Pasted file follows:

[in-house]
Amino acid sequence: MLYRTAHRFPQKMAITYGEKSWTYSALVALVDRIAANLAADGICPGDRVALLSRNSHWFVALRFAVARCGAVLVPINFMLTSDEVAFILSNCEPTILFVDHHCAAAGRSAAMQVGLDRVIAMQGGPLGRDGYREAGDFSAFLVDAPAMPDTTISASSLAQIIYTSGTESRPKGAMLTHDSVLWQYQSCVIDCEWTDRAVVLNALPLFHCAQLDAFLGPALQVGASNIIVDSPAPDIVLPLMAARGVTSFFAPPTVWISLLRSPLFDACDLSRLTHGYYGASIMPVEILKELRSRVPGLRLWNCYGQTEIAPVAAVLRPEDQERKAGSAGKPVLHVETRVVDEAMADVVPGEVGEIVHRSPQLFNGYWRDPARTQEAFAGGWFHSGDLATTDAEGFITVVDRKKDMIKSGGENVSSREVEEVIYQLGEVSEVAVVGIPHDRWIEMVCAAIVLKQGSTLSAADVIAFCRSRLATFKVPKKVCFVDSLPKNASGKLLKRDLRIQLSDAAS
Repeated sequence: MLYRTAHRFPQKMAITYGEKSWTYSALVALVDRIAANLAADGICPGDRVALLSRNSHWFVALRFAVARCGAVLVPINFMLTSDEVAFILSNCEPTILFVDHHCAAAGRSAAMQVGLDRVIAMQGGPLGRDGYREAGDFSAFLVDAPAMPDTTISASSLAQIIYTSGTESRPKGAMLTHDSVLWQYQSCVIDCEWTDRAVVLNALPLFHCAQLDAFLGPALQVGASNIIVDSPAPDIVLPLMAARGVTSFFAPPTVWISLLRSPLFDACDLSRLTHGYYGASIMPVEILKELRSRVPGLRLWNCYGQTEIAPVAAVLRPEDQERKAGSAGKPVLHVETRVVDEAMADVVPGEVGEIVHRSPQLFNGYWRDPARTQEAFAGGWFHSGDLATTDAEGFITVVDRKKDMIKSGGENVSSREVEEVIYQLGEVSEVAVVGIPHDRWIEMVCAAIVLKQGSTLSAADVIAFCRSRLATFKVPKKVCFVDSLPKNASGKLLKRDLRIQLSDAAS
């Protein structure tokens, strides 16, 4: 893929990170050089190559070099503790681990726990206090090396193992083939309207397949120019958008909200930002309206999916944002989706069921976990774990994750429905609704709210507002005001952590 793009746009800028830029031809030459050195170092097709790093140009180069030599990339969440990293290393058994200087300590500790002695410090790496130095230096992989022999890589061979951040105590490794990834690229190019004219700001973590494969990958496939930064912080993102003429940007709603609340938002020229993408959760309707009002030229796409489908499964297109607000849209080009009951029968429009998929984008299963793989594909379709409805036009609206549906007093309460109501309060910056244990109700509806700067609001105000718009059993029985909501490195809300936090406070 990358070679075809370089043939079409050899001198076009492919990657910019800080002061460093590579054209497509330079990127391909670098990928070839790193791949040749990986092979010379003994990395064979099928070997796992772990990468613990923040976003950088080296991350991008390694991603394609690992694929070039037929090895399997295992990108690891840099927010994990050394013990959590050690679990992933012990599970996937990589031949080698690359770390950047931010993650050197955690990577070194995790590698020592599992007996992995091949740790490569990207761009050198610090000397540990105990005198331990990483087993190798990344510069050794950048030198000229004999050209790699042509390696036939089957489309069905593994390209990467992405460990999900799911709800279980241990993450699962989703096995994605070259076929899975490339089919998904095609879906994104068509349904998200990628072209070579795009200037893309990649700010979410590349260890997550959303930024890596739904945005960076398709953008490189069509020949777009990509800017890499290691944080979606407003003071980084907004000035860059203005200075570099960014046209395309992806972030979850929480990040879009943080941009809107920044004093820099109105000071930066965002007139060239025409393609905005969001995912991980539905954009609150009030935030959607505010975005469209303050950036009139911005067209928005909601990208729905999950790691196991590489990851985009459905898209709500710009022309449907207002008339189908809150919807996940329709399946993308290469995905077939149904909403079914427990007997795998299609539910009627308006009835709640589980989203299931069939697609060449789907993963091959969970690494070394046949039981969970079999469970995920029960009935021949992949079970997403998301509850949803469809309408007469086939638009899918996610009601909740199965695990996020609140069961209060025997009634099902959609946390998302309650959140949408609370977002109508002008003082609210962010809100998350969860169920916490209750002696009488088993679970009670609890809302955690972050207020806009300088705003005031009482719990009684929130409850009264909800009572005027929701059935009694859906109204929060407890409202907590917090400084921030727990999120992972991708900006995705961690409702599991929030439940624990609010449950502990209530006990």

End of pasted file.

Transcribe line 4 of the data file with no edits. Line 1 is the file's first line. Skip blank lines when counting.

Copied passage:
């Protein structure tokens, strides 16, 4: 893929990170050089190559070099503790681990726990206090090396193992083939309207397949120019958008909200930002309206999916944002989706069921976990774990994750429905609704709210507002005001952590 793009746009800028830029031809030459050195170092097709790093140009180069030599990339969440990293290393058994200087300590500790002695410090790496130095230096992989022999890589061979951040105590490794990834690229190019004219700001973590494969990958496939930064912080993102003429940007709603609340938002020229993408959760309707009002030229796409489908499964297109607000849209080009009951029968429009998929984008299963793989594909379709409805036009609206549906007093309460109501309060910056244990109700509806700067609001105000718009059993029985909501490195809300936090406070 990358070679075809370089043939079409050899001198076009492919990657910019800080002061460093590579054209497509330079990127391909670098990928070839790193791949040749990986092979010379003994990395064979099928070997796992772990990468613990923040976003950088080296991350991008390694991603394609690992694929070039037929090895399997295992990108690891840099927010994990050394013990959590050690679990992933012990599970996937990589031949080698690359770390950047931010993650050197955690990577070194995790590698020592599992007996992995091949740790490569990207761009050198610090000397540990105990005198331990990483087993190798990344510069050794950048030198000229004999050209790699042509390696036939089957489309069905593994390209990467992405460990999900799911709800279980241990993450699962989703096995994605070259076929899975490339089919998904095609879906994104068509349904998200990628072209070579795009200037893309990649700010979410590349260890997550959303930024890596739904945005960076398709953008490189069509020949777009990509800017890499290691944080979606407003003071980084907004000035860059203005200075570099960014046209395309992806972030979850929480990040879009943080941009809107920044004093820099109105000071930066965002007139060239025409393609905005969001995912991980539905954009609150009030935030959607505010975005469209303050950036009139911005067209928005909601990208729905999950790691196991590489990851985009459905898209709500710009022309449907207002008339189908809150919807996940329709399946993308290469995905077939149904909403079914427990007997795998299609539910009627308006009835709640589980989203299931069939697609060449789907993963091959969970690494070394046949039981969970079999469970995920029960009935021949992949079970997403998301509850949803469809309408007469086939638009899918996610009601909740199965695990996020609140069961209060025997009634099902959609946390998302309650959140949408609370977002109508002008003082609210962010809100998350969860169920916490209750002696009488088993679970009670609890809302955690972050207020806009300088705003005031009482719990009684929130409850009264909800009572005027929701059935009694859906109204929060407890409202907590917090400084921030727990999120992972991708900006995705961690409702599991929030439940624990609010449950502990209530006990």